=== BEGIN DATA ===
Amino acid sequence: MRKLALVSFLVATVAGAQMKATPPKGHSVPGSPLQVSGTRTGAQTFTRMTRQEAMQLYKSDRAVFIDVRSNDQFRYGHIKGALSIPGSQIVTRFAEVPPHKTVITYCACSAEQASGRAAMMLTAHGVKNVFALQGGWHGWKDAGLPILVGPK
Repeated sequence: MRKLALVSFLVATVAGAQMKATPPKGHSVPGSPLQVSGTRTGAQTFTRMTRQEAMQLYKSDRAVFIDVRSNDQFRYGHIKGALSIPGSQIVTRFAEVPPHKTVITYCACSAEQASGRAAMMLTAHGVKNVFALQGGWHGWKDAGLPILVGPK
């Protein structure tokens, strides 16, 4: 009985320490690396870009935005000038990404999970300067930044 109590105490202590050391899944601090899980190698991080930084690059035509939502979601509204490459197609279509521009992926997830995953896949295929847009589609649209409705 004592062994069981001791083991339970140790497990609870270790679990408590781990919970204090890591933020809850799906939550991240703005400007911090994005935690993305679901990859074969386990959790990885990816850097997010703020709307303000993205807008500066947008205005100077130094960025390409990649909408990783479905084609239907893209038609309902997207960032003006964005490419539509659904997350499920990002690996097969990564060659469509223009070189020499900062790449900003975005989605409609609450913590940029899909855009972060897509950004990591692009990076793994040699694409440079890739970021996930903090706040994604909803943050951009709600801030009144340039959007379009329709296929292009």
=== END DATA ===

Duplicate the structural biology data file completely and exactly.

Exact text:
Amino acid sequence: MRKLALVSFLVATVAGAQMKATPPKGHSVPGSPLQVSGTRTGAQTFTRMTRQEAMQLYKSDRAVFIDVRSNDQFRYGHIKGALSIPGSQIVTRFAEVPPHKTVITYCACSAEQASGRAAMMLTAHGVKNVFALQGGWHGWKDAGLPILVGPK
Repeated sequence: MRKLALVSFLVATVAGAQMKATPPKGHSVPGSPLQVSGTRTGAQTFTRMTRQEAMQLYKSDRAVFIDVRSNDQFRYGHIKGALSIPGSQIVTRFAEVPPHKTVITYCACSAEQASGRAAMMLTAHGVKNVFALQGGWHGWKDAGLPILVGPK
């Protein structure tokens, strides 16, 4: 009985320490690396870009935005000038990404999970300067930044 109590105490202590050391899944601090899980190698991080930084690059035509939502979601509204490459197609279509521009992926997830995953896949295929847009589609649209409705 004592062994069981001791083991339970140790497990609870270790679990408590781990919970204090890591933020809850799906939550991240703005400007911090994005935690993305679901990859074969386990959790990885990816850097997010703020709307303000993205807008500066947008205005100077130094960025390409990649909408990783479905084609239907893209038609309902997207960032003006964005490419539509659904997350499920990002690996097969990564060659469509223009070189020499900062790449900003975005989605409609609450913590940029899909855009972060897509950004990591692009990076793994040699694409440079890739970021996930903090706040994604909803943050951009709600801030009144340039959007379009329709296929292009």